Tuesday, July 23, 2024
Tuesday, July 23, 2024
Home » Canadian Regulator Approves Firm’s Bid to Bring Private Market Investing to Retail Wealth

Canadian Regulator Approves Firm’s Bid to Bring Private Market Investing to Retail Wealth

by Julien Ray
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Canadian regulators have approved the launch of Obsiido Alternative Investments Inc., an online portfolio manager that is aiming to provide retail investors and financial advisers greater access to some of the world’s largest private market funds.

Toronto-based Obsiido will announce on Wednesday the launch of Obsiido Direct, an online investment platform that gives do-it-yourself investors access to two alternative investment portfolios that will invest in funds managed by more than a dozen global asset management giants, including Brookfield Asset Management Inc. BAM-T -3.03%decrease, Blue Owl Capital OWL-N -1.47%decrease, HarbourVest Partners, SAF Group and Carlyle Group CG-Q -0.33%decrease.

While Obsiido Direct is currently only open to individual investors, financial advisers can also directly purchase the two Obsiido portfolios for clients on Fundserv, the system used by most financial institutions to access Canadian investment funds.

Typically, private market investments involve complex, long-term strategies that have mostly been dominated by institutional investors – such as large pension funds – or wealthy clients with a net worth over $1-million. But more recently, asset managers have been looking to broaden the distribution of alternative investments into retail markets as both investors and financial advisers seek to diversify outside traditional stocks and bonds.

“We wanted to close the gap that has historically made it difficult for most Canadian individual investors to invest in alternative investments,” Obsiido chief executive officer Nimar Bangash told The Globe and Mail in an interview.

“I found it almost impossible for someone like myself, a working professional from financial services who deeply understands this asset class, to get access to private equity or private debt, or real estate capabilities in any kind of efficient manner.”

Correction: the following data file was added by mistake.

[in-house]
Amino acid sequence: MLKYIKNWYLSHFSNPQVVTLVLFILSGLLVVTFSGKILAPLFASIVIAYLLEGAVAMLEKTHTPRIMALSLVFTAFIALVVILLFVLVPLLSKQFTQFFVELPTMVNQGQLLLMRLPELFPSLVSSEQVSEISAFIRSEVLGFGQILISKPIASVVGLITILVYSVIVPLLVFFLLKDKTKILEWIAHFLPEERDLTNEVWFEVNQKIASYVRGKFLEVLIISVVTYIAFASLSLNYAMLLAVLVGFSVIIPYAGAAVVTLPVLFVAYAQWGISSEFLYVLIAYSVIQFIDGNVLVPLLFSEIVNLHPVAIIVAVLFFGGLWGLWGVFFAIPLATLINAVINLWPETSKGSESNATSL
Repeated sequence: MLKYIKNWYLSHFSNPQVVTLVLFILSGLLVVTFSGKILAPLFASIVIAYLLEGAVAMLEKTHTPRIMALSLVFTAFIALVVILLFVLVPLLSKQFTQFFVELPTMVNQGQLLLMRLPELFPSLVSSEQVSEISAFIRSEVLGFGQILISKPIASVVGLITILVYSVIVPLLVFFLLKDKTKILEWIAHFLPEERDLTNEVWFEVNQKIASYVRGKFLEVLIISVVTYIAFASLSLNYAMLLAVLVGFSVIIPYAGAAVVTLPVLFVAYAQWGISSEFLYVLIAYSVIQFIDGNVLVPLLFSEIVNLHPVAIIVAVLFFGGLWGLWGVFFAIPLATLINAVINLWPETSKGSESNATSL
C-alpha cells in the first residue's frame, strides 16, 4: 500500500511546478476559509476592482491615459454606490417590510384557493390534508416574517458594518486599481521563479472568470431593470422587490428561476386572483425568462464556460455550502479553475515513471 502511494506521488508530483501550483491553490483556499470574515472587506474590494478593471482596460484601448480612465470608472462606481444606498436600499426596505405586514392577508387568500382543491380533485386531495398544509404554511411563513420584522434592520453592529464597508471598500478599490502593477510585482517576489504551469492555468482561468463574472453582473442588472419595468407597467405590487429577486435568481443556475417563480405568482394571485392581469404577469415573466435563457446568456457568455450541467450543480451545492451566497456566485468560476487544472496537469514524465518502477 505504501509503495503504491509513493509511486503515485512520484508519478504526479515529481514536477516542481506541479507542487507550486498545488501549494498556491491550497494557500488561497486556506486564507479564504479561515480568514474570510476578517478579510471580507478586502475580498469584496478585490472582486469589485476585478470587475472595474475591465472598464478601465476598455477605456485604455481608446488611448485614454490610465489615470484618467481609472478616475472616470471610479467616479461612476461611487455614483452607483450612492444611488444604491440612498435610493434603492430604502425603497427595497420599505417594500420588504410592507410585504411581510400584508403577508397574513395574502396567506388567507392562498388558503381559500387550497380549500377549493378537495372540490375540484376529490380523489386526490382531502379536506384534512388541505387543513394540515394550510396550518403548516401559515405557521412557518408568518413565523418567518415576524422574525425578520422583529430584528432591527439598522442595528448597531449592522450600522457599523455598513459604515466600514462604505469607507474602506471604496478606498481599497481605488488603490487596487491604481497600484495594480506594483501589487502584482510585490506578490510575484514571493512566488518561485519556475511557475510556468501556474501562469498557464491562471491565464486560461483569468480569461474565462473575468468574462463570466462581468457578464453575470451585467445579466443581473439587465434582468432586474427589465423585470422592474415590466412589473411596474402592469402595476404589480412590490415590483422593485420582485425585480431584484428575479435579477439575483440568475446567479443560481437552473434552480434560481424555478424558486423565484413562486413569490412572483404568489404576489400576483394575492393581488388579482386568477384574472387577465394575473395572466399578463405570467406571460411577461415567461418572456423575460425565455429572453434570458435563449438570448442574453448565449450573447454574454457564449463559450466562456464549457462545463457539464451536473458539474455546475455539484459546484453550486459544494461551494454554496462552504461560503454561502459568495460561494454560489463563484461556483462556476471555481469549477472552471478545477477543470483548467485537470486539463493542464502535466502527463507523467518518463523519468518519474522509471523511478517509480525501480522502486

Institutional alternative investments represented approximately $18-trillion in assets under management, or 12 per cent of the $153-trillion global investable market at the end of 2020, according to alternatives data provider Preqin. And over the next several years, Preqin reports that the fastest growth within alternatives is expected to be in the private debt and private infrastructure asset classes.

Obsiido hopes to expand private market growth through two new investment funds: Obsiido Alternative Growth Portfolio and Obsiido Alternative Income Portfolio. Both funds equally invest across multiple global managers and can include access to private equity, real assets, private credit and hedge funds. (Private equity is not included in the income portfolio.)

The new funds are offered as some retail investors have grown more cautious about private market options, particularly private debt funds, as some alternative asset managers have been forced to freeze redemptions, known as gating, where investors are not able to take their money out of the funds.

It is for that reason that Mr. Bangash said providing extensive education around redemption schedules and investment returns is essential to succeeding in the retail market. The Obsiido online website includes a learning hub with research papers, blogs and investment definitions.